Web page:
Twitter blames upgrade for onMouseOver flaw
Oops: Twitter says it had already identified and fixed the security flaw that left the site in chaos yesterday - but then messed up that fix with a later update.
The company moved fast yesterday to close the hole, saying the main issue was resolved in a little over four hours, and the loose ends tied up within six.
But, it says, yesterday's events wouldn't have happened at all had it not been for the fact that when the company made a website update recently - unrelated to New Twitter, it says - it reintroduced the flaw.
"This exploit affected Twitter.com and did not impact our mobile web site or our mobile applications. The vast majority of exploits related to this incident fell under the prank or promotional categories. Users may still see strange retweets in their timelines caused by the exploit," says Twitter's Bob Lord.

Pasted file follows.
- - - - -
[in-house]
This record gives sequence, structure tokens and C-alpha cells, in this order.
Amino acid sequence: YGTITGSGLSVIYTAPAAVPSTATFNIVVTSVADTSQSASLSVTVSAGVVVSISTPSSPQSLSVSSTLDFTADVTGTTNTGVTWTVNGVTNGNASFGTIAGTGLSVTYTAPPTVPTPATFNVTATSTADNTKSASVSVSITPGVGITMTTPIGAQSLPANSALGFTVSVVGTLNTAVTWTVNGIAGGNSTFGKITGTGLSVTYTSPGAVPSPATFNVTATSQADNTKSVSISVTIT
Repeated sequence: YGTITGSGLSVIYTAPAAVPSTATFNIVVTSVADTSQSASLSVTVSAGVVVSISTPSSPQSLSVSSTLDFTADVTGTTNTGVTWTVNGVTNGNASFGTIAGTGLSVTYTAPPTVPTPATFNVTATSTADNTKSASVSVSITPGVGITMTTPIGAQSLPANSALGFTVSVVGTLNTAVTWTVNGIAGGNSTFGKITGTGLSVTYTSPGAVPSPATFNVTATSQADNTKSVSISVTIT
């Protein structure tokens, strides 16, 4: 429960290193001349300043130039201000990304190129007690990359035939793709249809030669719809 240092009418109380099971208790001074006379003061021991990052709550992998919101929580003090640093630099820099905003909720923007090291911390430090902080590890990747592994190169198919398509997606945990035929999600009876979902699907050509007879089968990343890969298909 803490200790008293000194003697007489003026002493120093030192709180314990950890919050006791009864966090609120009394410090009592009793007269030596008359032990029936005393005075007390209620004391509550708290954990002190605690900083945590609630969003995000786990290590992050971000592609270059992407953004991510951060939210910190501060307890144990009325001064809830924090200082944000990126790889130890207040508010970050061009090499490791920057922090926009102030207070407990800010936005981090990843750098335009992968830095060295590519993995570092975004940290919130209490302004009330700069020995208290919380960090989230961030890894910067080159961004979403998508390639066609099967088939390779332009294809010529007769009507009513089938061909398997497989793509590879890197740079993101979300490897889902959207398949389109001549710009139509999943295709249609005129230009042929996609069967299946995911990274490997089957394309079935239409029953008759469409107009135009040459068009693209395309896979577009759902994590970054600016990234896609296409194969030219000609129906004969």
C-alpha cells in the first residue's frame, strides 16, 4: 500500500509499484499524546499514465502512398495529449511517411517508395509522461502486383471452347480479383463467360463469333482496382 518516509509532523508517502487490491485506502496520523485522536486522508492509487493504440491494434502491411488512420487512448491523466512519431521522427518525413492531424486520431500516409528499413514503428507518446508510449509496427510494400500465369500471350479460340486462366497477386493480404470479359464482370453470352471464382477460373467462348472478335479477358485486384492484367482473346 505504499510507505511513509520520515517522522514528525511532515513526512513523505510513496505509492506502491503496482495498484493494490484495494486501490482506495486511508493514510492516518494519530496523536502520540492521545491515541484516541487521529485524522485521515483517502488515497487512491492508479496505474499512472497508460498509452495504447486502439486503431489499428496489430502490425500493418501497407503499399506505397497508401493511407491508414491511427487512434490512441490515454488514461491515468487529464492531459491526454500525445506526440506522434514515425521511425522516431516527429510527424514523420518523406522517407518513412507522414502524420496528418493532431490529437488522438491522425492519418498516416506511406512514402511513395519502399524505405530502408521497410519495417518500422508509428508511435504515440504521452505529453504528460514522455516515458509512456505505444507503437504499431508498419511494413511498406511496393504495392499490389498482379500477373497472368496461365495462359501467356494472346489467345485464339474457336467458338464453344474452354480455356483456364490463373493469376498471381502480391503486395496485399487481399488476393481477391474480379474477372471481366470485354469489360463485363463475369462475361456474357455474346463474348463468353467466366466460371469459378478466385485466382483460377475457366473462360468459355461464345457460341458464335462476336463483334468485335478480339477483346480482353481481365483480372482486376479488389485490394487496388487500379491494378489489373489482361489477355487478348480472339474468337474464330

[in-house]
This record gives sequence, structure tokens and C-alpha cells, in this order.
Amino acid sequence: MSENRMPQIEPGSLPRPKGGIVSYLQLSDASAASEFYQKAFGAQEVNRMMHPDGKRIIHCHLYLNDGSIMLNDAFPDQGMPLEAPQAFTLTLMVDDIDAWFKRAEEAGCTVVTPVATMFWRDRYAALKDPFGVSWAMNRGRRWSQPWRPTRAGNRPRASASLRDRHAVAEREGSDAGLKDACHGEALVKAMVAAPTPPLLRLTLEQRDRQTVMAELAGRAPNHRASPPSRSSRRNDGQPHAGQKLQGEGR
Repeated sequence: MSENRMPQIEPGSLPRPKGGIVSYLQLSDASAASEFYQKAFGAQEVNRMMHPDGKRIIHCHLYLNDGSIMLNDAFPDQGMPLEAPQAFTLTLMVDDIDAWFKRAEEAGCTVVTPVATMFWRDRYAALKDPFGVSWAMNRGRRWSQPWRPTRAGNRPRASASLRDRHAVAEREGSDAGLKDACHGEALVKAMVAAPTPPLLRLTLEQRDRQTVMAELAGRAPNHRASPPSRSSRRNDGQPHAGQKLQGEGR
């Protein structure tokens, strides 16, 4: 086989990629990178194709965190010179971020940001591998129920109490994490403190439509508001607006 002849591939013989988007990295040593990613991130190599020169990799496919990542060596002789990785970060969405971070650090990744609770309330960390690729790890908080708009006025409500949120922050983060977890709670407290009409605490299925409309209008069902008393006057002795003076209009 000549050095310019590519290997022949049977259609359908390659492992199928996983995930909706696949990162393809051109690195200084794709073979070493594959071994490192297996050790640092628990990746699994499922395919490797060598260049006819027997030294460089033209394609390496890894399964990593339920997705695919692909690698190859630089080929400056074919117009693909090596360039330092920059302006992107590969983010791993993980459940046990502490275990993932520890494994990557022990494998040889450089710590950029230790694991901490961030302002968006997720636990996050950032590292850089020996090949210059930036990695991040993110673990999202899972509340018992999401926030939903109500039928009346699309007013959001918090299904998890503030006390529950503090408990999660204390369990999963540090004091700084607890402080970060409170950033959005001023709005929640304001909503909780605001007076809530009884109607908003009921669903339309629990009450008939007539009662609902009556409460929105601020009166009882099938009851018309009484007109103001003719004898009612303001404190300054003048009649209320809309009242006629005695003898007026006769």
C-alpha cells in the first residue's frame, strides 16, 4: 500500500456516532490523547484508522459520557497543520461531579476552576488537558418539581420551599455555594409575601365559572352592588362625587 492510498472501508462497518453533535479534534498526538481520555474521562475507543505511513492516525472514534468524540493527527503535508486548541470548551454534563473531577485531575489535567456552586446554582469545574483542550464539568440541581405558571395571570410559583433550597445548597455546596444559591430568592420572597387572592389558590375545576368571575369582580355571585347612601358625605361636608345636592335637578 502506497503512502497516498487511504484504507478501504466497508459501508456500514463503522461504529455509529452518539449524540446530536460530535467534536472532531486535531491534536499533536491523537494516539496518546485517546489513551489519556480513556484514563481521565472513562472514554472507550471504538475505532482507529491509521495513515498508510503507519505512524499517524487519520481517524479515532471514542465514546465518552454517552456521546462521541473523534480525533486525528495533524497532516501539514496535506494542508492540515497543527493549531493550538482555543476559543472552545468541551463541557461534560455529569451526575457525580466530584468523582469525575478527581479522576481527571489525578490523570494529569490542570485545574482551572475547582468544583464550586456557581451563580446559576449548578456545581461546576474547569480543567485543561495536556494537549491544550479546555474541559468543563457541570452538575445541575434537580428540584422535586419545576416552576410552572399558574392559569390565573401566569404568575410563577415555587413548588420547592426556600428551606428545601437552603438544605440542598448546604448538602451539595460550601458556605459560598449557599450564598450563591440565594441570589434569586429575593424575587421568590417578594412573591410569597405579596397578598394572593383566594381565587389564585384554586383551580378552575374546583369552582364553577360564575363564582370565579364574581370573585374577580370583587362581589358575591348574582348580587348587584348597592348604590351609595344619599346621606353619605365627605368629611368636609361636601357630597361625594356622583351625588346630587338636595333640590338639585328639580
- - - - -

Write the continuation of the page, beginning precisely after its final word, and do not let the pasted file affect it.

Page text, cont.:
"However, we are not aware of any issues related to it that would cause harm to computers or their accounts. And, there is no need to change passwords because user account information was not compromised through this exploit."
While the flaw may have been discovered independently by more than one person, a 17-year-old Australian schoolboy, Pearce Delphin, believes he kicked the whole affair off.
"At the time of posting the tweet, I had no idea it was going to take off how it did. I just hadn't even considered it," he told AFP.
And security form Netcraft suggests that the lad - known as zzap - discovered the vulnerability after stumbling across RainbowTwtr's manipulation of the same flaw. RainbowTwtr - a Japanese developer - is believed to have started taking advantage of it to display the colors of the rainbow last month.